Note: Confirm that all the other speakers have said all the ‘Thank You’s’ / Toasts that they are supposed to say / do and try not to repeat Other miscellaneous duties ‘considered-to-be’ Bestman duties / responsibilities:
- Ribbons on cars
- Priest’s, sacristan, servers payment
- Church singer and band payment
- Collect all e-mails, cards, messages, presents, gifts from Hotel Reception and people throughout day and store safely…consider having key to Bride and Groom’s hotel bedroom
- Bonfires (or any traditional celebratory events to mark the occasion)
- Give band list of singers/musician’s to call on to do their party piece
- Have your hotel contact beside you at all times or close by
- Finally and most importantly your main duty is to take care of the happy couple, always checking are they OK for everything throughout the whole day.
It is a privilege to be asked to be Bestman at a wedding. Plan, Prepare and Practice and be the Bestman ever…show them how it is done…!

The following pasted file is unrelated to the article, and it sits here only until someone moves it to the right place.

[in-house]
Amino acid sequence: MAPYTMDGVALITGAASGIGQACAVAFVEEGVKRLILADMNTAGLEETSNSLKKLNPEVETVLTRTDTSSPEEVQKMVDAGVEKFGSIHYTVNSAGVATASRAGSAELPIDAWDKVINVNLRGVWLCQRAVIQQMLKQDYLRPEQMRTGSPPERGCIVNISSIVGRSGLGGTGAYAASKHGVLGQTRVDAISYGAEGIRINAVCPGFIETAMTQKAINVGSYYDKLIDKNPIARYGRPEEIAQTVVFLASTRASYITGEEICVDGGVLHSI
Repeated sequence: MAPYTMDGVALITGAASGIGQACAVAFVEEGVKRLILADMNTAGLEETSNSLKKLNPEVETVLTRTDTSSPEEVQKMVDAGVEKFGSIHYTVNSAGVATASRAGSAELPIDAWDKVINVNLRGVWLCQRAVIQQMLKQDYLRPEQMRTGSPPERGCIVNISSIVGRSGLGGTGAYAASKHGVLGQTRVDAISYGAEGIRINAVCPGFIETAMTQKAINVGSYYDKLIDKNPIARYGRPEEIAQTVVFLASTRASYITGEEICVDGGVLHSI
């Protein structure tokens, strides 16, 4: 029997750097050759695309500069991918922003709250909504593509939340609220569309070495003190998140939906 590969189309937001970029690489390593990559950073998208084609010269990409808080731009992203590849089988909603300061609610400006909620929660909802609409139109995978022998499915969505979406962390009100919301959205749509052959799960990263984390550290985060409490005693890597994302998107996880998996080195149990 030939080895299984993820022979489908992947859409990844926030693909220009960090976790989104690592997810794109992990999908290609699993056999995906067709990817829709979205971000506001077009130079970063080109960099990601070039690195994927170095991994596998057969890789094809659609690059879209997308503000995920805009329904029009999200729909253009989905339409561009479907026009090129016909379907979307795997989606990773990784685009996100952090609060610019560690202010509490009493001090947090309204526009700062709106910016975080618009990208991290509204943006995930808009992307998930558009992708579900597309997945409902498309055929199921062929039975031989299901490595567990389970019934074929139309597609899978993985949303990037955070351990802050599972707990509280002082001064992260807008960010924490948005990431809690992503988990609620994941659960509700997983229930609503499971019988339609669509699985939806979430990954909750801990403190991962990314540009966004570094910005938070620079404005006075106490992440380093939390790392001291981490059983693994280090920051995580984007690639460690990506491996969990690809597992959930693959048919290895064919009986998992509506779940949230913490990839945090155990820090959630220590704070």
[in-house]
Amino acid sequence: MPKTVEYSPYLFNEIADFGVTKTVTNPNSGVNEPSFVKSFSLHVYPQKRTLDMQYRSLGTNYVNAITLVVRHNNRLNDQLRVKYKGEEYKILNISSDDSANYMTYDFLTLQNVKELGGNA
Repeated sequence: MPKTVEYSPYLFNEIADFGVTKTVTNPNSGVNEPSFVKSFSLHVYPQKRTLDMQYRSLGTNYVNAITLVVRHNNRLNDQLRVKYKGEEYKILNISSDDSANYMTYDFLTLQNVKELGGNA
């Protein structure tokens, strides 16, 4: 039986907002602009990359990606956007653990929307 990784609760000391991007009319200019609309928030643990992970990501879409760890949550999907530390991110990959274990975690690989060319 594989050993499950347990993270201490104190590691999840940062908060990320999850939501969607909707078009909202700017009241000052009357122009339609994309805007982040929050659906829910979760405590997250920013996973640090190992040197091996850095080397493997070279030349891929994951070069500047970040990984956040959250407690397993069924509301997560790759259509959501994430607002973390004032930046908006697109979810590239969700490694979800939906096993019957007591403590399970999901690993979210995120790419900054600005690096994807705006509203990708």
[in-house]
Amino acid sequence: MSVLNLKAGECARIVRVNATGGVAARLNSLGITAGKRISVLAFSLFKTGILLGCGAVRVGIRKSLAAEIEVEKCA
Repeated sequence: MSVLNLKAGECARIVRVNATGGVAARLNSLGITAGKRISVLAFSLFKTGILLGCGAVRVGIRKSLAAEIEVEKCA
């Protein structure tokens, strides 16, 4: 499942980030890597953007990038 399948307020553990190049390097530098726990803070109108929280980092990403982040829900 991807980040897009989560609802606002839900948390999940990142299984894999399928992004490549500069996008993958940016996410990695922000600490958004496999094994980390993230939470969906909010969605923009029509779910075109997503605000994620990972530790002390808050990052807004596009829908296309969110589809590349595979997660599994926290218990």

Whether your wedding celebrations are held in a hotel, restaurant or outdoor venue, there usually is one person in charge of proceedings i.e. a person who takes charge of the celebrations from start to finish – The Wedding Coordinator. This is a person that the Bride & Groom trust as it has probably been the first person they met when they first entered their proposed venue for their wedding. The Wedding Coordinator also must trust the Bride & Groom with respect to what they want on the day and their plans for the day i.e. a schedule of events. They say that the only thing that the Wedding Coordinator is not in control of at a wedding is the speeches. They can control everything else as usually they call the shots, but when it comes to the wedding speeches they have no control, they usually know when they are going to take place and that’s it. Duration and content is out of their hands. The speeches can place at anytime during a wedding: